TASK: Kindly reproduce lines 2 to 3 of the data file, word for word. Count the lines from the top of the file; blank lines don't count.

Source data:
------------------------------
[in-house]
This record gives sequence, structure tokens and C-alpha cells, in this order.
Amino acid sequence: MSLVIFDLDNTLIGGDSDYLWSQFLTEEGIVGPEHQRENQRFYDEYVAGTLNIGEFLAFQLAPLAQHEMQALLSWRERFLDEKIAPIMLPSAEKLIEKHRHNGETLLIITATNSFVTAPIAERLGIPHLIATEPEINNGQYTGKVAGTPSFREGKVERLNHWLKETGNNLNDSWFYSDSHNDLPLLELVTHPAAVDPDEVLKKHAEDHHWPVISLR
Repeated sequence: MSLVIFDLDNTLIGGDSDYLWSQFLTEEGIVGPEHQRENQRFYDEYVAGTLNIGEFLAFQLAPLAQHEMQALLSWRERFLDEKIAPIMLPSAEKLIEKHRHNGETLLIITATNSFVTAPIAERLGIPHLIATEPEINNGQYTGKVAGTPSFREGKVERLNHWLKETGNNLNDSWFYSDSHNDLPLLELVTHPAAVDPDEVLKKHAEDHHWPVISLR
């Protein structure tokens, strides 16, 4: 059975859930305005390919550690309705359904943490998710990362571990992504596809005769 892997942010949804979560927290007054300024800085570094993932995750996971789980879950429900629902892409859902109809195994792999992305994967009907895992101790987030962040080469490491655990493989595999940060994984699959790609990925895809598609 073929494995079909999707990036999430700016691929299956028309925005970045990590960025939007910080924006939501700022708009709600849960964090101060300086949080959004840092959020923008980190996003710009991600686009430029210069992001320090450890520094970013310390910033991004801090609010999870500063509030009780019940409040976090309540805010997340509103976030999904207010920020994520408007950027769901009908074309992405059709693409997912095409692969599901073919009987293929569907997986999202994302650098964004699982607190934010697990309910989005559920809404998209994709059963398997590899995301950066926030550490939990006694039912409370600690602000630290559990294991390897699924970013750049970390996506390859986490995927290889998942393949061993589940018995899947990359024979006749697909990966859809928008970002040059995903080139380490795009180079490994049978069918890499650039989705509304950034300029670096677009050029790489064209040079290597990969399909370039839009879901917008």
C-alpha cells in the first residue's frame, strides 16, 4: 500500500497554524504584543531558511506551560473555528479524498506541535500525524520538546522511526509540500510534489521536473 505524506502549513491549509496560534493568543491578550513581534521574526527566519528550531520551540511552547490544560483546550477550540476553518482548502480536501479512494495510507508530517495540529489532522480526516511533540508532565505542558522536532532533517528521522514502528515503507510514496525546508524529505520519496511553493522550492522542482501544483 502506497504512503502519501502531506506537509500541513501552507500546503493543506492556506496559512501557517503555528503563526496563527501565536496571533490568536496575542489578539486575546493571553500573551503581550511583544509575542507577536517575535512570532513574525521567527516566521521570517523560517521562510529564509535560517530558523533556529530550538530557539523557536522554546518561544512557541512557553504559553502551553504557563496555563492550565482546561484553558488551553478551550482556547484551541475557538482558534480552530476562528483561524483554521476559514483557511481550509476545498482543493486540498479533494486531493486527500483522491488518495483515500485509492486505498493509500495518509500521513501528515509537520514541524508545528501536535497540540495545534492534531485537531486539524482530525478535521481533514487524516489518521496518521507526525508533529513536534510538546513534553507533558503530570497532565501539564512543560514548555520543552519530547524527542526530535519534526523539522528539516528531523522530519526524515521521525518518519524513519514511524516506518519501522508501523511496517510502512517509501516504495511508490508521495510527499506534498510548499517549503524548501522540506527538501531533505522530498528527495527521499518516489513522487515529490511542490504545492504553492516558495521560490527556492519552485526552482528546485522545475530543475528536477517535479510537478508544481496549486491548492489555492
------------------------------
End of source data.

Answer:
This record gives sequence, structure tokens and C-alpha cells, in this order.
Amino acid sequence: MSLVIFDLDNTLIGGDSDYLWSQFLTEEGIVGPEHQRENQRFYDEYVAGTLNIGEFLAFQLAPLAQHEMQALLSWRERFLDEKIAPIMLPSAEKLIEKHRHNGETLLIITATNSFVTAPIAERLGIPHLIATEPEINNGQYTGKVAGTPSFREGKVERLNHWLKETGNNLNDSWFYSDSHNDLPLLELVTHPAAVDPDEVLKKHAEDHHWPVISLR